||Min. Length of Record Retention
|Payroll Records, Collective Bargaining Agreements
|Records on how wage compensation is calculated (time cards, piece work tickets, wage rate tables, work and time schedules, and records of additions to or deductions from wages.
- Easy and Quick Access to Records is Critical
Records must be kept and maintained at place of employment or in a central records office and be readily available for inspection. An inspector may request copies of records or require confirmation of computations.
- Employers Have Flexibility on Timekeeping System
Employers are not restricted to any one system or method of timekeeping, but must have a timekeeping plan in place that is acceptable and can be proven to be complete and accurate.
Having information readily accessible, easy to sort, find, and produce on-demand demonstrates to an inspector or auditor that you are organized and have a system and procedures in place for the required documentation. Most importantly, it allows you to prove compliance with the labor laws. The more quickly you can satisfy the auditor, the more quickly you can get back to activities essential to managing and growing your business.
What system are using? sign up for a 30 day Free Trial for our automated timekeeping system or learn more about our automated timekeeping system.
The court granted final approval to an $85-million settlement in a wage and hour lawsuit against Wal-Mart brought about by employees. This settlement is one of the largest wage-and-hour class suits in the US history and was brought about because of poor practices, procedures and policies by Wal-Mart.
The crux of the lawsuit, was that employees had been uncompensated for hours worked. According to the lawsuit, employees were required to work through lunch breaks, rest breaks, pre and post shifts and overtime without compensation. It also alleged that Wal-Mart manipulated time cards.
As part of the settlement Wal-Mart is required to use an electronic timekeeping system and have written policies and procedures in place as safegards to insure compliance with wage and labor laws.
Every business that has employees may be exposed to a Wal-Mart type lawsuit, albeit not as large as the one filed against Wal-Mart.
Businesses should take advantage of this teachable moment. Below are some of my take away messages from the Wal-Mart situation.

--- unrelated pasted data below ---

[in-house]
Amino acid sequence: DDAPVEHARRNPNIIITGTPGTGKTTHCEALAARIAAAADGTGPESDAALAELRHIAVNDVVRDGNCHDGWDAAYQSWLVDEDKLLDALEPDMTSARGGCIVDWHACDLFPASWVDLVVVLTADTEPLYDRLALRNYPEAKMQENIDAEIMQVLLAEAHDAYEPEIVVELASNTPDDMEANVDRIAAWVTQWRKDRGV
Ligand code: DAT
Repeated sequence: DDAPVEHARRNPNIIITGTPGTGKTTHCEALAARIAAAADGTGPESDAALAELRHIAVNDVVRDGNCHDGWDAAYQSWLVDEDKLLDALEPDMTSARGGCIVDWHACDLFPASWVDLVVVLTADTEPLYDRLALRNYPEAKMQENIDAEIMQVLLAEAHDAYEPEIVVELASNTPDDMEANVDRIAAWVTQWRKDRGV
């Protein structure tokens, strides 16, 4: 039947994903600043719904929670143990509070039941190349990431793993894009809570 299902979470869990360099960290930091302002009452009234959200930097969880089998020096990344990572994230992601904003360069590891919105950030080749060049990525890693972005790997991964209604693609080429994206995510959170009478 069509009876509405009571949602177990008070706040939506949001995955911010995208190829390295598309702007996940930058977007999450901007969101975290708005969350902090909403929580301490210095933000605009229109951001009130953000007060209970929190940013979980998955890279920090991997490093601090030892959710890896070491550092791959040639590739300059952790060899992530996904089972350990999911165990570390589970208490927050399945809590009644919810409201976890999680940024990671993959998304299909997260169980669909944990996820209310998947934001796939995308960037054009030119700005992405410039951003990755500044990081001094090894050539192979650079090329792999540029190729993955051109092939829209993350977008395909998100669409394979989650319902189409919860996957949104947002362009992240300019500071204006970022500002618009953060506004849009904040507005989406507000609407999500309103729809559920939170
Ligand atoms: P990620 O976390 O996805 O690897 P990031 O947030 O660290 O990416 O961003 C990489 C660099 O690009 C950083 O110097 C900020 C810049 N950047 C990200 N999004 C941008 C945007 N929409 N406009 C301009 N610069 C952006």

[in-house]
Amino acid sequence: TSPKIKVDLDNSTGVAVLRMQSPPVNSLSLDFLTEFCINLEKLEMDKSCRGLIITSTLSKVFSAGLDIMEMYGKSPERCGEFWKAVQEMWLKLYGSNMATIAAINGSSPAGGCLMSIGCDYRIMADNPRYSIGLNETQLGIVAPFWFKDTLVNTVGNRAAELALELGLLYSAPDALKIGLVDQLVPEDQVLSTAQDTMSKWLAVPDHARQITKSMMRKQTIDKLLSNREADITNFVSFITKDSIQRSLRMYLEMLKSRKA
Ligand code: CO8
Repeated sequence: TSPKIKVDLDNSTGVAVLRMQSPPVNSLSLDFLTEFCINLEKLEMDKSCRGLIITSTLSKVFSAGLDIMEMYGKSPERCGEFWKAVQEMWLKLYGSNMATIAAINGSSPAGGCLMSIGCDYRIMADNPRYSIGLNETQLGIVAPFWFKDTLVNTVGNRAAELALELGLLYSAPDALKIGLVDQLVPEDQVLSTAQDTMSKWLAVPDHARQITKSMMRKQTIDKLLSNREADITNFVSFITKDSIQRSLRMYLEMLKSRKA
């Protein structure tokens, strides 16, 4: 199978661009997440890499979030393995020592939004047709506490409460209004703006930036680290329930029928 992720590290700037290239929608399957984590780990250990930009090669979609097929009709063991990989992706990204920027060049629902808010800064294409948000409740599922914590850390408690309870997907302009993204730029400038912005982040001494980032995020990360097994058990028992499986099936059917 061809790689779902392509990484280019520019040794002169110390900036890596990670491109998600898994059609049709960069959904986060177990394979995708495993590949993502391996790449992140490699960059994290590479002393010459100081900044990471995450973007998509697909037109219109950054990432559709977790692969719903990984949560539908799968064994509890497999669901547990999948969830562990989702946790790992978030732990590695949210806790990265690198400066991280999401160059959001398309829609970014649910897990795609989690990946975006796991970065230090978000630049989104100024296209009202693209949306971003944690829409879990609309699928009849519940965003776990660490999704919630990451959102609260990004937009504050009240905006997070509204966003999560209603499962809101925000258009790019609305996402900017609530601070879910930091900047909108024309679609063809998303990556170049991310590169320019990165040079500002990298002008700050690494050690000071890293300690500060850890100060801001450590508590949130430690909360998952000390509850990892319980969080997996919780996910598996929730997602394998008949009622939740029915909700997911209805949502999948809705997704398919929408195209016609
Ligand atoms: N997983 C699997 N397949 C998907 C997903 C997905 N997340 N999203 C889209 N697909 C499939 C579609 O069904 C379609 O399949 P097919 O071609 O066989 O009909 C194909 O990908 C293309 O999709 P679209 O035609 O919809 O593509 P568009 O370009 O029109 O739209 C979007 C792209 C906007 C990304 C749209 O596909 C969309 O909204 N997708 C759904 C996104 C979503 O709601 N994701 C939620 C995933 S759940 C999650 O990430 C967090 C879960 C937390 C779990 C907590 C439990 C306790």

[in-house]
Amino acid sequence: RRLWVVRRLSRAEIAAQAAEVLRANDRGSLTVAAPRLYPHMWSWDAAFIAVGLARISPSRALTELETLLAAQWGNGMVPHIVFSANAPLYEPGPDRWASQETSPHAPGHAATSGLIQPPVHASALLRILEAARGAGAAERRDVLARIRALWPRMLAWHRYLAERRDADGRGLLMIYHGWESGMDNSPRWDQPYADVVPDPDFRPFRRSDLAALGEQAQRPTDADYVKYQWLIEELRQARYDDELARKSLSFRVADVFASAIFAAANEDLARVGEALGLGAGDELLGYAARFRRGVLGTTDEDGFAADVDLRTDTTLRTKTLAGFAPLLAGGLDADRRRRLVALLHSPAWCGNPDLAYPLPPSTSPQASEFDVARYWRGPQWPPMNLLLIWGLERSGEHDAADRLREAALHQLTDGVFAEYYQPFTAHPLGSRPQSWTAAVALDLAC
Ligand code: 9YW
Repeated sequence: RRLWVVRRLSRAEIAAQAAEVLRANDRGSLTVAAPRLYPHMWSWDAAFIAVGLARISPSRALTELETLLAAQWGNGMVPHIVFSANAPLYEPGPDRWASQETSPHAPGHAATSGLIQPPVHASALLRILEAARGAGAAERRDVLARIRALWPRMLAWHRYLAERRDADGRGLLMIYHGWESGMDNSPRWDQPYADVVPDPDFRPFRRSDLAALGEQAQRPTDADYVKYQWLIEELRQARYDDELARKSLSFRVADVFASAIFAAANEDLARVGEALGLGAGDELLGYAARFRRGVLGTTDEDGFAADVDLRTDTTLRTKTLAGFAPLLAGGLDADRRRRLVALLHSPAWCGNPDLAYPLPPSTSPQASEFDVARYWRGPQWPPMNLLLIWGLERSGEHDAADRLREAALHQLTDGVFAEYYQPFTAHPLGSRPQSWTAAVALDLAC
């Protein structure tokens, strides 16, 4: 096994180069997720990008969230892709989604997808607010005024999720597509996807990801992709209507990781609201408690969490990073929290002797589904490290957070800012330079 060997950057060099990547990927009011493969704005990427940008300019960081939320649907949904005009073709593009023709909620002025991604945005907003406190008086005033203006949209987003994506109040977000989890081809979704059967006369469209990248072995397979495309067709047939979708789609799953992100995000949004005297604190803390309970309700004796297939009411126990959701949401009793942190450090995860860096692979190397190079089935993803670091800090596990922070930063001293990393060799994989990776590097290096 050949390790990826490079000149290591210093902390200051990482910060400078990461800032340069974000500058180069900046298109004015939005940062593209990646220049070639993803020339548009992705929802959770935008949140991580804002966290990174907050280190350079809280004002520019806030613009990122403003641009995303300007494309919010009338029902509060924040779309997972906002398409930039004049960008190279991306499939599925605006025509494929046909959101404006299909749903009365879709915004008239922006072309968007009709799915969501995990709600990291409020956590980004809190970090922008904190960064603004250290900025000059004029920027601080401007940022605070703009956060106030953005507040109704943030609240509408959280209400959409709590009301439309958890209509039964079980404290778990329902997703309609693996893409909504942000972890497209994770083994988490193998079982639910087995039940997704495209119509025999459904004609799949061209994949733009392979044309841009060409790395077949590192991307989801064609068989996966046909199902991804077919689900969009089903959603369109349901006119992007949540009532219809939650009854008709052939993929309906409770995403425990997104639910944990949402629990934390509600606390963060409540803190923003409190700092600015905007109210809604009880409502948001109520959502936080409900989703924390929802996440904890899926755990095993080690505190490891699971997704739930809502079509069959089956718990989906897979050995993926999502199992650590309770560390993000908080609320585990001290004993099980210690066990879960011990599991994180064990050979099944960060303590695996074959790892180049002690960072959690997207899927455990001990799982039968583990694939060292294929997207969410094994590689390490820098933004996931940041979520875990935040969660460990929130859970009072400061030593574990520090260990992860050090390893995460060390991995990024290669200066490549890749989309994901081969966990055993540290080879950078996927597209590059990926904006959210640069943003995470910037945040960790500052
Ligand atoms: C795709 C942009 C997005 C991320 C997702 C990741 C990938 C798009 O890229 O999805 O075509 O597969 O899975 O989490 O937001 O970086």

Understand the Law
There are strict labor laws governing minimum wage, rest breaks, and overtime. Overtime is one of the areas that is least understood and the area that employers try to circumnavigate. One argument or justification that employers try to use is the total number of hours worked in a pay period, rather than what the law clearly states, and that is overtime accrues on a week to week basis, regardless of the pay period.
If you pay your employees biweekly, you must pay OT as soon as an employee works more than 40 hours in a work week. For example, if an employee works 45 hours one week and 35 hours the next, you cannot pay the employee 80 hours at his regular rate for that pay period. The law requires that you pay him 75 hours of regular pay plus 5 hours overtime. If you do not, you may find yourself under the scrutiny of the Department of Labor for violating overtime laws and be the subject of lawsuits by your employees.
Have Clear Written Policies that Align with State and Federal Labor Laws
Be sure to understand, not only the Federal labor law but also the State and local labor laws. When writing your policies make sure they align with all labor laws.
Make Sure Your Policies and Procedures Are Outlined in an Employee Handbook
By having a clearly written HR employee handbook and reviewing it with each employee, your employees will know and understand your policies and procedures for handling compensation, breaks, overtime, as well as all other policies that could lead to an unwanted lawsuit.
Make Sure You provide Frontline Managers and Supervisors with Training Regarding Your Company's Policies and Procedures
If your policies and procedures, are not understood or your managers and supervisors do not know how to execute them, then they are not worth anything. The key is to make sure they are clearly communicated and enforced in accordance with the company's written policies and not enforced according to a manager's or supervisor's interpretation.
Use an Electronic Timekeeping Systems to Track Employees Hours and Electronically Store Employee's Timesheets
In addition to an electronic timekeeping systemsaving you money by not having to pay employees for coming in late, leaving early or taking extended breaks, it will also save an administrator the time. The administrator will not have to compile timsheets and enter data. It also cuts down on the number of errors due to copying data onto payroll data sheets or entering it into a payroll system.
An electronic timekeeping system makes it extremely easy to retrieve the information and run reports by date, employees, departments or locations. This will allow you to match up payroll records with electronic timesheets and provide an easy verification that you are in compliance and have properly compensated employees for hours worked.
Having the proper written policies , procedures and systems in place, will go a long way in preventing or minimizing your exposure to an employee lawsuit and srutiny by the Department of Labor.